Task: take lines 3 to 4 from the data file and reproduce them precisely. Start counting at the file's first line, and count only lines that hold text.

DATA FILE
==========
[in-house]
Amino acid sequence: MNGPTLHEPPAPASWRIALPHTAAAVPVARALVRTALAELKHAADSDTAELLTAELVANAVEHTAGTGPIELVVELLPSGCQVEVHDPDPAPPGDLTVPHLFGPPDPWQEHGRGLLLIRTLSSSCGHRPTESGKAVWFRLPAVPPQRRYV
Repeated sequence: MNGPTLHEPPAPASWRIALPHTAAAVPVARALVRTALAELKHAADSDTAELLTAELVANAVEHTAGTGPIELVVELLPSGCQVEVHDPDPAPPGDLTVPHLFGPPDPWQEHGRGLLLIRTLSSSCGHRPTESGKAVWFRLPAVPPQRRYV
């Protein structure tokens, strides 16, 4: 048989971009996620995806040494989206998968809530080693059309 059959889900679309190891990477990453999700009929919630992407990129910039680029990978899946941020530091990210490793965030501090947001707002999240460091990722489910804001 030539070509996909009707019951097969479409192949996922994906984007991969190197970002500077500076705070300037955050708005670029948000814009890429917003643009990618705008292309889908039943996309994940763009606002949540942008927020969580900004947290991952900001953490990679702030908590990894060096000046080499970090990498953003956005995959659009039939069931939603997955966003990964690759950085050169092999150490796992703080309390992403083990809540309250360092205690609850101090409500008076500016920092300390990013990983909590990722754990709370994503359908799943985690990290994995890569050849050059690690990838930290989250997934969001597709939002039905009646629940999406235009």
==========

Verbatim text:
Repeated sequence: MNGPTLHEPPAPASWRIALPHTAAAVPVARALVRTALAELKHAADSDTAELLTAELVANAVEHTAGTGPIELVVELLPSGCQVEVHDPDPAPPGDLTVPHLFGPPDPWQEHGRGLLLIRTLSSSCGHRPTESGKAVWFRLPAVPPQRRYV
């Protein structure tokens, strides 16, 4: 048989971009996620995806040494989206998968809530080693059309 059959889900679309190891990477990453999700009929919630992407990129910039680029990978899946941020530091990210490793965030501090947001707002999240460091990722489910804001 030539070509996909009707019951097969479409192949996922994906984007991969190197970002500077500076705070300037955050708005670029948000814009890429917003643009990618705008292309889908039943996309994940763009606002949540942008927020969580900004947290991952900001953490990679702030908590990894060096000046080499970090990498953003956005995959659009039939069931939603997955966003990964690759950085050169092999150490796992703080309390992403083990809540309250360092205690609850101090409500008076500016920092300390990013990983909590990722754990709370994503359908799943985690990290994995890569050849050059690690990838930290989250997934969001597709939002039905009646629940999406235009």